The Loop Newspaper - Tehachapi's Online Community News & Entertainment Guide

By Mark La Ciura
contributing writer 

NASA's hot rod Pontiac Catalina

 

June 25, 2022

Mark La Ciura

M2-F1 at the Edwards Flight test Museum.

Lots of people that know me know I came to the high desert of California to learn to fly airplanes, sailplanes mostly, and work as aviation photographer at Edwards Air Force Base. Years ago, seated in the front seat of a sailplane, you would not think I would be talking with my flight instructor about hot rod race cars that tow experimental aircraft. His name was Gary Layton, CFIG instructor. Gary worked for NASA as an engineer on many interesting projects.

We talked about many wide-ranging topics. Part of learning to fly is being able to talk, fly the airplane, clear traffic and maintain a safe altitude, to name a few. Lots of flight instructors use this tactic to try and see if you can get distracted. The bottom line you learn is, "fly the airplane in all conditions."

On one of my long-soaring training flights in a sailplane, the topic went to a hot rod race car that NASA used in the 1960s as a tow car. The M2-F1 was the experimental lifting body aircraft auto towed by the hot rod, up to speeds of 140 mph. The lifting body design used in the M2–F1 was eventually used in the space shuttle. The engineers at NASA were working on the concept of landing a spacecraft on a long runway and not having it recovered in a water landing, which was why this lifting body design was important to space flight at that time.

The tow car ended up being a 1963 Pontiac Catalina, the only government owned hot rod convertible at that time. Auto tows have been used for a long time to tow sailplanes to around 1,000 feet above ground. I can tell you auto tows are a blast in a sailplane, having done them myself in my years of flying.

The Pontiac had a 421 cubic inch power plant that was the kind being used on the big NASCAR tracks like Daytona, with a special 4-speed transmission. My flight instructor said it was highly modified to run a consistent 140 mph, but as a result, got real bad gas mileage.

My flight instructor also told a story that people would water ski when the lake bed had water in it during the winter, using this Pontiac like a boat on the lake bed. I cannot confirm any other information on this, but it sure seems doable and I believe it to be true. Gary also said the car had many instruments onboard for air speed that needed to be calibrated on the lake bed and on the highways around Edwards AFB. I believe Gary got a fantastic ride in this hot rod.

The M2-F1 was made for $30,000 and had a mahogany shell, tubular frame, according to NASA's website. The aircraft was sometimes called the flying bathtub and was a low cost way to demonstrate the design. We have to remember this was during the early days of flight testing without the aid of computers.  The M2-F1 had elevons attached to each rudder for roll control and a large flap on the trailing edge for elevator pitch control.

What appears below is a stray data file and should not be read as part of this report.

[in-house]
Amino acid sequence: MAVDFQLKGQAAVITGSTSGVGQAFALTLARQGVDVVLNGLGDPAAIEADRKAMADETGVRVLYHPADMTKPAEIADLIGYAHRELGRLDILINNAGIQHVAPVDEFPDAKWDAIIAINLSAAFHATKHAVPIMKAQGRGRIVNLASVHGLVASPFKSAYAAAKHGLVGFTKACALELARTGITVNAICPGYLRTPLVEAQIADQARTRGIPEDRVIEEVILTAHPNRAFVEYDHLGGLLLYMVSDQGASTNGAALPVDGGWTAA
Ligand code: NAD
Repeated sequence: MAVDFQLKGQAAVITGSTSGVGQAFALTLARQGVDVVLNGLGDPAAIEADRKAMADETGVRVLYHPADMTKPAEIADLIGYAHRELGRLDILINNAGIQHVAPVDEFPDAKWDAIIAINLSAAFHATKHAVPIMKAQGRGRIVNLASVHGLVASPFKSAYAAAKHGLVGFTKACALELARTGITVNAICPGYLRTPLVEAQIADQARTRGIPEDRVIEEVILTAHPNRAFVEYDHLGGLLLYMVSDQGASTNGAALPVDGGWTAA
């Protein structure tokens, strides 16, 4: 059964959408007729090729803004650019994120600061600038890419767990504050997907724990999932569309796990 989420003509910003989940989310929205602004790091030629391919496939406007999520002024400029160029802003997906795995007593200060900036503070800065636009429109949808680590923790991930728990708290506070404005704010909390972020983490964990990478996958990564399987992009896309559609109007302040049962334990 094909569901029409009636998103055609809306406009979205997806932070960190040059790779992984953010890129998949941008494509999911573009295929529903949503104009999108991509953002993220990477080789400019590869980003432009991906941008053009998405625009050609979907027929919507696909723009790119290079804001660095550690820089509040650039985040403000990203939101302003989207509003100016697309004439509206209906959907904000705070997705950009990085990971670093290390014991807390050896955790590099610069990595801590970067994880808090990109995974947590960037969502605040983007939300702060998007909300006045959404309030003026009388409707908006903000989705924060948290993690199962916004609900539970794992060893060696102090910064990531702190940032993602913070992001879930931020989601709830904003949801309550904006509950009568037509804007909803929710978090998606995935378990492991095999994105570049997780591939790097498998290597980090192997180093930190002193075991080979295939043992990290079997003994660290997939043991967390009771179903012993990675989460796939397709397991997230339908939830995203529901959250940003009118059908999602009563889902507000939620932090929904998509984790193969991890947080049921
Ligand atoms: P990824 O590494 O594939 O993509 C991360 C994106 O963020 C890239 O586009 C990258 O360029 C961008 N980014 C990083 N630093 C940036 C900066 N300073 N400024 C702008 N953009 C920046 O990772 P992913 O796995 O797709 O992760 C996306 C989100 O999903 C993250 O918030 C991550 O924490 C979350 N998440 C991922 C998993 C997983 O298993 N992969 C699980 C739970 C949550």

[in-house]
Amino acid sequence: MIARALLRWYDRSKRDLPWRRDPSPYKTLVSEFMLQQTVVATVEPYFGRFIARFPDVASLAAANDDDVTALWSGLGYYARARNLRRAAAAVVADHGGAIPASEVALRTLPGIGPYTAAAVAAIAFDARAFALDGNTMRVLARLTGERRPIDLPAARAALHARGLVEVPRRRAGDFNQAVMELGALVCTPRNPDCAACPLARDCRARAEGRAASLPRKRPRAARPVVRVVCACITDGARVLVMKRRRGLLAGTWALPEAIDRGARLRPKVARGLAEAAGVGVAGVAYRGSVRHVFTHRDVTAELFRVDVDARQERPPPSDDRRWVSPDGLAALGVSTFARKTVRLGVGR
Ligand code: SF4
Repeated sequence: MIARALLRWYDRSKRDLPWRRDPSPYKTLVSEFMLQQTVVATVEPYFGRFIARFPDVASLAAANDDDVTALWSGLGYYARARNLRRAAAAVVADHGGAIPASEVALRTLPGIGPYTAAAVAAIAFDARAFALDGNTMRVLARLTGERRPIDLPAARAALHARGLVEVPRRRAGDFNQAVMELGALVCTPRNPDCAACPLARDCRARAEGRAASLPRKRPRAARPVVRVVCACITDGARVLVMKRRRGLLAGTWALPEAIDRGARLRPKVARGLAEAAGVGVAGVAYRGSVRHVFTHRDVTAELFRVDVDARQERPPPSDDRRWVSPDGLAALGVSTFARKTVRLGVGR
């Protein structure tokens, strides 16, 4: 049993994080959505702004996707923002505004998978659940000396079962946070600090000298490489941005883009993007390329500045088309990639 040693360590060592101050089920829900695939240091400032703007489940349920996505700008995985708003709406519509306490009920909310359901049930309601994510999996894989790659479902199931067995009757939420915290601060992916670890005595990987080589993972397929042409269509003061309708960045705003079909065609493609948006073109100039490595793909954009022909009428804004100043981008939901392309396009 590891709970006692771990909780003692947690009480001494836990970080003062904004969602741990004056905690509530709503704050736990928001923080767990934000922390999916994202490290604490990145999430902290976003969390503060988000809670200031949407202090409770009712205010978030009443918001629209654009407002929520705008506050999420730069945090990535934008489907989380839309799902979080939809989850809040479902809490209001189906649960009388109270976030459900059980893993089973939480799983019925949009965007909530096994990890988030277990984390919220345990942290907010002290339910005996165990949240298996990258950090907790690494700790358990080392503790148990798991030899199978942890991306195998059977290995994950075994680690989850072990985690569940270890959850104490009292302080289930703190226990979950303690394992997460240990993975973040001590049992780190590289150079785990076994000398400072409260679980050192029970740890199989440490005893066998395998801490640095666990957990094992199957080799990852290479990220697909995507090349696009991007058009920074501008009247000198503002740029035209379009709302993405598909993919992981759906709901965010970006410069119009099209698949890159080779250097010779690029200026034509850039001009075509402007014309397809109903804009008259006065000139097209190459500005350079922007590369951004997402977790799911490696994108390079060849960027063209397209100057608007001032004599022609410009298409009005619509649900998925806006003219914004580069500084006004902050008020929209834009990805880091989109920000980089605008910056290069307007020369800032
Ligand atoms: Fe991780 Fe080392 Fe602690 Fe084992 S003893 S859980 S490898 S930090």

According to NASA's website, the first tests were in March 1963 and on April 5 of that year. They had the nose lift off with Milt Thomson piloting at around 60 mph.

At one point, with the help of famous drag racer Mickey Thompson, the test team replaced the street tires with racing slicks. Using the normal street tires at about 90 mph, the rear tires would start to smoke and break traction on these auto tows with the M2-F1.

My flight instructor said on that flight the M2-F1 only got about 20 feet off the ground, at speeds well over 100 mph, to test out the flight control systems using these auto tows with the Pontiac Catalina.

Mark La Ciura

Tail section of the M2-F1.

Later on, they did aero tows using NASA's C-47 and many famous test pilots like Chuck Yeager, Bruce Peterson and Don Mallick also flew the M2-F1. The aero tow flights released at 12,000 feet above the ground and the aircraft would fall at about 3,600 feet per minute, which was a decent rate. Most pilots would call that a brick falling out of the sky. The flights would last about 2 to 3 minutes. At about 1,000 feet above the ground, the pilots would increase speed to 150 mph to be able to have the control effectiveness at 200 feet above the ground to flare the nose up and land the aircraft.

I have always loved the crossover from aviation to auto racing and my flights with my instructor were the best. Gary Layton is not with us anymore and I feel very blessed to have had the flight time with him. 

For more information on Lifting Body Aircraft, the M2-F1 or this 1963 Pontiac tow car, go to http://www.NASA.gov.

 
 

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